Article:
Computer-aided construction is a plan of activity in which electronic information on one out of a sequence of processes relevant to the implementation of construction works-from surveying and designing, to constructing, testing, inspection and management-that has been obtained using ICT (information and communications technology) is applied to other processes to ensure enhanced productivity, quality, etc. across the process sequence.

Construction equipment loaded with a computer-aided construction system verifies operating equipment location information and 3D design data against each other to assist the operator at work and implement automatic controls, thereby drastically saving previously required finishing stake work and surveying work during construction, and the consequent corrections. The results are shorter construction periods, better construction equipment availability and reduced CO2 emissions.

In 2013, Komatsu introduced the world’s first ICT computer-aided construction bulldozer, the D61PXi-23-featuring an automatic blade control capability-on the North American, European and Japanese markets. Then in 2014, Komatsu introduced the world’s first hydraulic excavator, PC210LCi-10, featuring a semiautomatic control capability into the North American and European markets and the PC200i-10 into the Japanese market. Komatsu expects that these flagship models will help computer-aided construction expand to a broader range of construction sites.

Both models carry a new-generation engine that greatly reduces Nitrogen Oxide (NOx) and Particulate Matter (PM) emissions to address new emissions regulations in effect since 2014 in the U.S. and Europe.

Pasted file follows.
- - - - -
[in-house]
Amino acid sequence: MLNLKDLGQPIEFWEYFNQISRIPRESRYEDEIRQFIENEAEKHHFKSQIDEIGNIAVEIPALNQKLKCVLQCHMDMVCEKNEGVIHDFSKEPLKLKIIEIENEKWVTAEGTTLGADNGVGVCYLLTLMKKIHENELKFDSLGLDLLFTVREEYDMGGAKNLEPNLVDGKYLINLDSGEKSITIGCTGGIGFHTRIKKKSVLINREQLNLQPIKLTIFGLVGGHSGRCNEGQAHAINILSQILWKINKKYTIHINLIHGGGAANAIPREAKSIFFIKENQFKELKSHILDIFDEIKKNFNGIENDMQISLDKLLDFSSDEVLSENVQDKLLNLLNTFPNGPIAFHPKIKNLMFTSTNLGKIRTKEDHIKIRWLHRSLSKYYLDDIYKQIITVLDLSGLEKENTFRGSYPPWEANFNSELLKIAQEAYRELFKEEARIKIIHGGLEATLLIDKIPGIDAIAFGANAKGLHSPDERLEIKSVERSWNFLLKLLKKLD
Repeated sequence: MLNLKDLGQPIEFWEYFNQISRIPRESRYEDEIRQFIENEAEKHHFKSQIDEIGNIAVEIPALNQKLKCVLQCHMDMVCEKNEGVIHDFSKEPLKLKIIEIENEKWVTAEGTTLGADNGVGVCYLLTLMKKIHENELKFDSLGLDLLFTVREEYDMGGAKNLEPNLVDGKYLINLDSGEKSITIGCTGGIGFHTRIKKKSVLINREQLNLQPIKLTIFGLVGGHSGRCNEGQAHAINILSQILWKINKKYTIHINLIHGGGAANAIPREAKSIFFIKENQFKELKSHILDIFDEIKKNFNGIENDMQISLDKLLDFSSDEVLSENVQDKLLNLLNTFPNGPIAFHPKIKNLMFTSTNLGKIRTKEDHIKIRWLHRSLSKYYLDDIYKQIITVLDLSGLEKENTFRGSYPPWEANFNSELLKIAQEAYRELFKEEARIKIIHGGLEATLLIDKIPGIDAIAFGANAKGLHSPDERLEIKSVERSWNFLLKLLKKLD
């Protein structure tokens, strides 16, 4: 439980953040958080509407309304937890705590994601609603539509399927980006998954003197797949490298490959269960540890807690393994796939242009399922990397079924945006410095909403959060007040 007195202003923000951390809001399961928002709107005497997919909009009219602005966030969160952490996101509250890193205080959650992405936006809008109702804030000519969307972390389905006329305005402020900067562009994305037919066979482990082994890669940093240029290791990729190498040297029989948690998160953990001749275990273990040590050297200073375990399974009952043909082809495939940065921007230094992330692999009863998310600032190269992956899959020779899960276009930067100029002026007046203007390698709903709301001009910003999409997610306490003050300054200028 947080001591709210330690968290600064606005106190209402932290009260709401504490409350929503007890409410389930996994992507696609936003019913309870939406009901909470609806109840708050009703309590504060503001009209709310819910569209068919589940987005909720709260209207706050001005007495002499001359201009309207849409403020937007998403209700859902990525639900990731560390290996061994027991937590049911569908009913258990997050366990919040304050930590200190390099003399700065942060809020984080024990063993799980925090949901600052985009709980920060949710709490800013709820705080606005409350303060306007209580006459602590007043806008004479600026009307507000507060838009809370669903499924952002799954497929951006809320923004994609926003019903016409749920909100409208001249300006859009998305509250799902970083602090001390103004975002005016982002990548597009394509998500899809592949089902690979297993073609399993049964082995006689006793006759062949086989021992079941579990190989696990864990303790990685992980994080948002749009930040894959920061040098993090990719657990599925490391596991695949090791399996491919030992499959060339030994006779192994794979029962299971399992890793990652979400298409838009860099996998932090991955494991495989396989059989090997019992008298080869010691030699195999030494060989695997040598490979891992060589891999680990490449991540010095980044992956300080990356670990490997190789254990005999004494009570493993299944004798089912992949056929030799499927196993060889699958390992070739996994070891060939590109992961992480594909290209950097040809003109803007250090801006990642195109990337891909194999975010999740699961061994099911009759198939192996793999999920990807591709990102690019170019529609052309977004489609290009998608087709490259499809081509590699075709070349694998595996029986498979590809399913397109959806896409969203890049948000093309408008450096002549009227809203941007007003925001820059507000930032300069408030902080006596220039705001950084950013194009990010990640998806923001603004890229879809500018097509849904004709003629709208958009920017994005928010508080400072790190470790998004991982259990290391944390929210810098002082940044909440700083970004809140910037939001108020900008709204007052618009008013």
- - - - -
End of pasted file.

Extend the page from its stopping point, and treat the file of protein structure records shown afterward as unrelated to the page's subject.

<ICT construction equipment features>
Ground leveling assistance
Ground leveling assistance

The boom lifts automatically so that the bucket moves along the construction surface when the arm is manipulated. This feature allows the operator to carry out rough excavation work without concern for the construction surface and do the final finishing excavation work merely as a arm lever operation. A boom lowering operation may be included to broaden the sphere of construction.

Automatic stop control
Automatic stop control

When the blade edge of the bucket reaches the construction surface during boom or bucket operation, the operating equipment stops automatically to avoid harming the construction surface. The blade edge is also easy to position.

Intelligent Machine Control Hydraulic Excavator Feature
 Intelligent Machine-Controlled Bulldozer Features
Intelligent Machine-Controlled Bulldozer Features
<Effect on CO2 Emissions Reduction by ICT Construction Equipment>

For example, preliminary calculations based on the data collected from an in-house test execution using an ICT hydraulic excavator indicate that an approximately 30% saving in fuel consumption has been achieved in a banked slope trimming operation with a PC200i-10, thereby reducing CO2 emissions.